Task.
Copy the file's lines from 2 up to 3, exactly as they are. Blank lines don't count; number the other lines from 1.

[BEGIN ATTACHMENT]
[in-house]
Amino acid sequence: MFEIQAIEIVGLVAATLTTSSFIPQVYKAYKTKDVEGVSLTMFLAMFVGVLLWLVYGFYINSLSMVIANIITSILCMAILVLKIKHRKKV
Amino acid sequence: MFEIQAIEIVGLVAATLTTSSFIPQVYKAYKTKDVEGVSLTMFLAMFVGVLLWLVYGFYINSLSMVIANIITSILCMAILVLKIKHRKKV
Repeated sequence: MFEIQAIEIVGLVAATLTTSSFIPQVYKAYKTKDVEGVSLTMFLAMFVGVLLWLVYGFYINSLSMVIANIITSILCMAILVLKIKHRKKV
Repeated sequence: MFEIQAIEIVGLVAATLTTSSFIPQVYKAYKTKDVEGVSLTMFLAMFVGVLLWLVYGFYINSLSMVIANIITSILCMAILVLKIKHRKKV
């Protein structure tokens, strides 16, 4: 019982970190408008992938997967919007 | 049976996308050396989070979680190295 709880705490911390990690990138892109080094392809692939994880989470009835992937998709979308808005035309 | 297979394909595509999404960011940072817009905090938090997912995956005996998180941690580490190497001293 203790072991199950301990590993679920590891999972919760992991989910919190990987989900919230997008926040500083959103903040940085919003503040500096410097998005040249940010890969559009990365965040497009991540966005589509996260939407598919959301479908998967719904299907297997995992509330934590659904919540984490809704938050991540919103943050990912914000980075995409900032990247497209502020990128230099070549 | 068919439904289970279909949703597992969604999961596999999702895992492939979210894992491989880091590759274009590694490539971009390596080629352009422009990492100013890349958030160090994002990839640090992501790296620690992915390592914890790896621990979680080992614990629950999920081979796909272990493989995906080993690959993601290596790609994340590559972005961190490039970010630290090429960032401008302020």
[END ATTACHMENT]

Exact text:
Amino acid sequence: MFEIQAIEIVGLVAATLTTSSFIPQVYKAYKTKDVEGVSLTMFLAMFVGVLLWLVYGFYINSLSMVIANIITSILCMAILVLKIKHRKKV
Amino acid sequence: MFEIQAIEIVGLVAATLTTSSFIPQVYKAYKTKDVEGVSLTMFLAMFVGVLLWLVYGFYINSLSMVIANIITSILCMAILVLKIKHRKKV